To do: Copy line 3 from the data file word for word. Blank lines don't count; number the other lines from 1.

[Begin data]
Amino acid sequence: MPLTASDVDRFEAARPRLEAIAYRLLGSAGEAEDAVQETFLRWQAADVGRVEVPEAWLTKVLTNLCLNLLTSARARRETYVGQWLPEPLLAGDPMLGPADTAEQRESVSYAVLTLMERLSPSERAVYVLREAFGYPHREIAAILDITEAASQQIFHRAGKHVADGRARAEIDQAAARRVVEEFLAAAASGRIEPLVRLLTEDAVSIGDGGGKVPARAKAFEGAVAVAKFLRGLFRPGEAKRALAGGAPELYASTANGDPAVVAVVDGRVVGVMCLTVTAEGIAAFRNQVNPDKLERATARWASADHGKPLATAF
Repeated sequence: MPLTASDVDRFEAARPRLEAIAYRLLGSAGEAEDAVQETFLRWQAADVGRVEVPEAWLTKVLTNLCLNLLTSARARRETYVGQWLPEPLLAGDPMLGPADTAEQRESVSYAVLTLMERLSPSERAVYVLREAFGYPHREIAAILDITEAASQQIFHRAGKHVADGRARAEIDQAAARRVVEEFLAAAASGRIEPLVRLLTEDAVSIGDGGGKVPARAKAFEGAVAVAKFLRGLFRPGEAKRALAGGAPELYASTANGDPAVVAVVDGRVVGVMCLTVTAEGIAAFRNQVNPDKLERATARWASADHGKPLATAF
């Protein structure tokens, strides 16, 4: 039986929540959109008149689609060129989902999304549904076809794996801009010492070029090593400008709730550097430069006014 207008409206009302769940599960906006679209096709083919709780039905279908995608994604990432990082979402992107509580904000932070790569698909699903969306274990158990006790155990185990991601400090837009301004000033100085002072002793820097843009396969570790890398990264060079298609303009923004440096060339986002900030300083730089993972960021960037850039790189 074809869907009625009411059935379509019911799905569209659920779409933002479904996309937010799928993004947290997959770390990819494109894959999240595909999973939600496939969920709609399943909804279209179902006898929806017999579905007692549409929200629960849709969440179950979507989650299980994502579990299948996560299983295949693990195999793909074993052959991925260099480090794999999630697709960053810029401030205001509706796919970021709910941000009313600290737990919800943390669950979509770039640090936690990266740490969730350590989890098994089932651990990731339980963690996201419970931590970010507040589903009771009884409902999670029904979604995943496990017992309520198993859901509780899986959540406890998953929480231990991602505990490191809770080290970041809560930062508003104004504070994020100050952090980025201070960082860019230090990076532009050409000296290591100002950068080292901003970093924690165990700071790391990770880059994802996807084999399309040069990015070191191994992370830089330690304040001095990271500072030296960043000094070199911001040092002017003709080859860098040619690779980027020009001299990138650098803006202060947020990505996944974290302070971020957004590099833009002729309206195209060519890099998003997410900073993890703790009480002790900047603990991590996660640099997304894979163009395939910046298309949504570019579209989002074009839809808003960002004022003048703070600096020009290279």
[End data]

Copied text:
């Protein structure tokens, strides 16, 4: 039986929540959109008149689609060129989902999304549904076809794996801009010492070029090593400008709730550097430069006014 207008409206009302769940599960906006679209096709083919709780039905279908995608994604990432990082979402992107509580904000932070790569698909699903969306274990158990006790155990185990991601400090837009301004000033100085002072002793820097843009396969570790890398990264060079298609303009923004440096060339986002900030300083730089993972960021960037850039790189 074809869907009625009411059935379509019911799905569209659920779409933002479904996309937010799928993004947290997959770390990819494109894959999240595909999973939600496939969920709609399943909804279209179902006898929806017999579905007692549409929200629960849709969440179950979507989650299980994502579990299948996560299983295949693990195999793909074993052959991925260099480090794999999630697709960053810029401030205001509706796919970021709910941000009313600290737990919800943390669950979509770039640090936690990266740490969730350590989890098994089932651990990731339980963690996201419970931590970010507040589903009771009884409902999670029904979604995943496990017992309520198993859901509780899986959540406890998953929480231990991602505990490191809770080290970041809560930062508003104004504070994020100050952090980025201070960082860019230090990076532009050409000296290591100002950068080292901003970093924690165990700071790391990770880059994802996807084999399309040069990015070191191994992370830089330690304040001095990271500072030296960043000094070199911001040092002017003709080859860098040619690779980027020009001299990138650098803006202060947020990505996944974290302070971020957004590099833009002729309206195209060519890099998003997410900073993890703790009480002790900047603990991590996660640099997304894979163009395939910046298309949504570019579209989002074009839809808003960002004022003048703070600096020009290279």